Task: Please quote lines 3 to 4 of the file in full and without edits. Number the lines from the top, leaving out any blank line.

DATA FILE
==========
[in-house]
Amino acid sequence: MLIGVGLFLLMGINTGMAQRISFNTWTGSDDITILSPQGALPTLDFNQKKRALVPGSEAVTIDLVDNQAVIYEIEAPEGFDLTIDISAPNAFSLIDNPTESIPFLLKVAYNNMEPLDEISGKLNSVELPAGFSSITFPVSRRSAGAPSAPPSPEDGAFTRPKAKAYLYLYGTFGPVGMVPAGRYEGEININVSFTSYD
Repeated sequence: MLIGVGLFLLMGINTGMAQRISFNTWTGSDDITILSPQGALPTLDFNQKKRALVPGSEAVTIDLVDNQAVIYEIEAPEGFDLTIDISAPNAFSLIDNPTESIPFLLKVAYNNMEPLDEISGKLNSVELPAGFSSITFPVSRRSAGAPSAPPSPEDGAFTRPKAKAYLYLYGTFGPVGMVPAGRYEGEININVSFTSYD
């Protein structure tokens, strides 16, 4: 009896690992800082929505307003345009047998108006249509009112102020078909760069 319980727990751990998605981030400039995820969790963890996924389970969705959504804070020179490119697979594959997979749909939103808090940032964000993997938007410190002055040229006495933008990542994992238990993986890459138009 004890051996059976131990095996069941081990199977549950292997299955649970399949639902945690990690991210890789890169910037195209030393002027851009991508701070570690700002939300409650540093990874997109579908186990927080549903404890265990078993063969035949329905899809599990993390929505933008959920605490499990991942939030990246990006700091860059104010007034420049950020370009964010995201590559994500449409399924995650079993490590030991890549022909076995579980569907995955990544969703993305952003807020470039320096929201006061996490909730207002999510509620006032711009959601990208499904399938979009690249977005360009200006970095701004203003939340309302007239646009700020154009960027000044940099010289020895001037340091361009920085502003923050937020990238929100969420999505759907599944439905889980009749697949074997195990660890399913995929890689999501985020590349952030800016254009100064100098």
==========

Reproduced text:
Repeated sequence: MLIGVGLFLLMGINTGMAQRISFNTWTGSDDITILSPQGALPTLDFNQKKRALVPGSEAVTIDLVDNQAVIYEIEAPEGFDLTIDISAPNAFSLIDNPTESIPFLLKVAYNNMEPLDEISGKLNSVELPAGFSSITFPVSRRSAGAPSAPPSPEDGAFTRPKAKAYLYLYGTFGPVGMVPAGRYEGEININVSFTSYD
């Protein structure tokens, strides 16, 4: 009896690992800082929505307003345009047998108006249509009112102020078909760069 319980727990751990998605981030400039995820969790963890996924389970969705959504804070020179490119697979594959997979749909939103808090940032964000993997938007410190002055040229006495933008990542994992238990993986890459138009 004890051996059976131990095996069941081990199977549950292997299955649970399949639902945690990690991210890789890169910037195209030393002027851009991508701070570690700002939300409650540093990874997109579908186990927080549903404890265990078993063969035949329905899809599990993390929505933008959920605490499990991942939030990246990006700091860059104010007034420049950020370009964010995201590559994500449409399924995650079993490590030991890549022909076995579980569907995955990544969703993305952003807020470039320096929201006061996490909730207002999510509620006032711009959601990208499904399938979009690249977005360009200006970095701004203003939340309302007239646009700020154009960027000044940099010289020895001037340091361009920085502003923050937020990238929100969420999505759907599944439905889980009749697949074997195990660890399913995929890689999501985020590349952030800016254009100064100098």